Saturday, January 30, 2010


In the good times, I pat myself on the back for how far I've come to improve my negative qualities. I like to think that I am self-aware enough to work on the aspects of my personality that frustrate me, like my perfectionism and the insanely high standards I set for myself, my kids, and sometimes on others in my life. By far I am the hardest on myself. When my life is balanced and I feel I can hit my high standards, I feel satisfied. But in the dark times, like this past week, and particularly yesterday, I realize that for all my strides to improve myself, I still have so far yet to go, a discouraging thought.

I spoke to my advisor at the U of C yesterday morning, and I got the depressing news that since I missed the drop deadline, I would have to pay my full semester tuition even if I wasn't attending my class. This news reduced me to tears, as I felt foolish, like I had made a huge $600 mistake. It doesn't bother me when other people make mistakes, but the grace I offer to myself is so limited, virtually non-existent, that my errors send me into a tailspin that I can't seem to recover from. Jason has been ultra-supportive, telling me, "It's just money. We'll work it out. It happens." But it doesn't happen to me. I feel as if I should know better, I should've timed my emotional overload for the week before, when I could've dropped my class and not had to pay for it.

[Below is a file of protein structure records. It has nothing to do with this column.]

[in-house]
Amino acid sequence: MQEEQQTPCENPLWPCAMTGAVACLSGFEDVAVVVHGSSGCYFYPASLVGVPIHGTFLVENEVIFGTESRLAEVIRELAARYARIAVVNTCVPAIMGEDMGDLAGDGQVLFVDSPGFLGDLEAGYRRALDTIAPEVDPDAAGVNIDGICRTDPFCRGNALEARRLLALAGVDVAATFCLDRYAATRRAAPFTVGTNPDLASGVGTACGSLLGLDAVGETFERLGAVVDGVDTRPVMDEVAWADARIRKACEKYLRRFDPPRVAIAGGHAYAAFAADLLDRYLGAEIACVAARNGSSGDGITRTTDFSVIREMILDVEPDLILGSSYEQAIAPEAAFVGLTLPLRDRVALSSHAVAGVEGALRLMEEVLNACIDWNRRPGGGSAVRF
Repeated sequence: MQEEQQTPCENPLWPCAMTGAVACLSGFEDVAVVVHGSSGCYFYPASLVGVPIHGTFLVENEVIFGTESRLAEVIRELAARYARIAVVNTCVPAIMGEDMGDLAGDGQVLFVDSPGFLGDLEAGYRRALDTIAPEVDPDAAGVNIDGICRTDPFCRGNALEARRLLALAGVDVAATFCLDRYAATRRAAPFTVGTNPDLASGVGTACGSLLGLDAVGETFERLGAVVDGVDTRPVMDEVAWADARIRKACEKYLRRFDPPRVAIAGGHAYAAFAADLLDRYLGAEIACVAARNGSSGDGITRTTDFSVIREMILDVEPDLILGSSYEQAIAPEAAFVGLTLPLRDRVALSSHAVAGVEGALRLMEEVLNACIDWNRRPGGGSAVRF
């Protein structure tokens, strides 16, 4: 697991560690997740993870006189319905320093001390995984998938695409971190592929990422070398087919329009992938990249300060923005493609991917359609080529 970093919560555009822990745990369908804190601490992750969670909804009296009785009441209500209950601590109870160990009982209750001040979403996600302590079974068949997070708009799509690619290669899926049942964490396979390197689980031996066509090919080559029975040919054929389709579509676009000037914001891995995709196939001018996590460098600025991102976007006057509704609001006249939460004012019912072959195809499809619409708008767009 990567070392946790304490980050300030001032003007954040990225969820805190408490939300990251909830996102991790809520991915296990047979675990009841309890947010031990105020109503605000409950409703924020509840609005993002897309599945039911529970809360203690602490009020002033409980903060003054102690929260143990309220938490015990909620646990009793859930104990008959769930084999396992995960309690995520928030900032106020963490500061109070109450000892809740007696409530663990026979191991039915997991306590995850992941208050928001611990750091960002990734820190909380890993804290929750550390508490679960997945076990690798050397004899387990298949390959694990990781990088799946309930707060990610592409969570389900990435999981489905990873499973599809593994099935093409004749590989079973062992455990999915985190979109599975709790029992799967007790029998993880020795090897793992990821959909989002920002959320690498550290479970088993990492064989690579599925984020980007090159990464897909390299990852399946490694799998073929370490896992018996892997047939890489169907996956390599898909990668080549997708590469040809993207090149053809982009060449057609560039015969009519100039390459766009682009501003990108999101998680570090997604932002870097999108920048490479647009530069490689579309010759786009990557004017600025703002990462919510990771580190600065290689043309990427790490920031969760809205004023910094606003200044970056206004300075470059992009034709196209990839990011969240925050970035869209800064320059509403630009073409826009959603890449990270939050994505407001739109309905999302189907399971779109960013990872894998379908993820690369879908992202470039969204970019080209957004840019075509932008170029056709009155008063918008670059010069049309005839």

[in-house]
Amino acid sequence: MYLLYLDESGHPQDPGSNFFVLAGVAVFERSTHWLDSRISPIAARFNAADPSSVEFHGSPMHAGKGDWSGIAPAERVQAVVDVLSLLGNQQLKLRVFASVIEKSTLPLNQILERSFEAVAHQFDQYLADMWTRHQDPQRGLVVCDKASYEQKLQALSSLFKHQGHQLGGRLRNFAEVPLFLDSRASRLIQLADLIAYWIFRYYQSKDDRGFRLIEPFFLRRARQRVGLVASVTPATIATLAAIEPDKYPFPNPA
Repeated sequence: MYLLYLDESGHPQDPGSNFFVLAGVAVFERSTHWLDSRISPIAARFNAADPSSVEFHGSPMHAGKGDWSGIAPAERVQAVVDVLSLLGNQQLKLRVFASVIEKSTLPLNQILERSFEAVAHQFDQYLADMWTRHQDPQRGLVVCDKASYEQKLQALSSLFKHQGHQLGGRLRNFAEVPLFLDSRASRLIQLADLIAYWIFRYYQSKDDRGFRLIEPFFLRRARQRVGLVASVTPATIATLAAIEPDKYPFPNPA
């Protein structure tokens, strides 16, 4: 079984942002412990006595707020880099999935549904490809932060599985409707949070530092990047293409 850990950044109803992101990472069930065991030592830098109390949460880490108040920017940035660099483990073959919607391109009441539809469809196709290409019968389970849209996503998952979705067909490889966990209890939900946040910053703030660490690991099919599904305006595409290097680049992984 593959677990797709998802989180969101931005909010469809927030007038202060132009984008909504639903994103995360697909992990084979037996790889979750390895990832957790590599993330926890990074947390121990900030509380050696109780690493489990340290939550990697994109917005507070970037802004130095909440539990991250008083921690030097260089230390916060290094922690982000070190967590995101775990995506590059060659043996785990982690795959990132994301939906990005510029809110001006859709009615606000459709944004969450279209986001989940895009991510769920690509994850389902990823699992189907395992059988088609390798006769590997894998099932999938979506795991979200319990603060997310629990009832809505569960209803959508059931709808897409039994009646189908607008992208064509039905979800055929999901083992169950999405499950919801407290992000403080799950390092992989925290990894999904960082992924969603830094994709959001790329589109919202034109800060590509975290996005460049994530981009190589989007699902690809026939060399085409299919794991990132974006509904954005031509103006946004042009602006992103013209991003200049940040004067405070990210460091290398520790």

My advisor encouraged me to write a fee appeal, listing the many reasons why I shouldn't have to pay tuition, so I did that. My Prof called me as soon as I e-mailed her to tell her what was happening, and her kindness, concern and support was encouraging. She wrote a very supportive e-mail to the fee appeal committee on my behalf, saying she felt I should be exempt from fees for this semester. So now I wait. And look unflinchingly at those parts of my personality that expect me to be perfect. No one goes through life making no mistakes, it happens to all of us, and we learn more from mistakes than at any other time in our lives. I need to be open to the lesson I can learn from this difficult period. I was under the impression that my perfectionism had been dealt with, improved, mastered. It turns out it has been there all along, dormant and under the surface, lying in wait for a series of events like this week to rear its ugly head.

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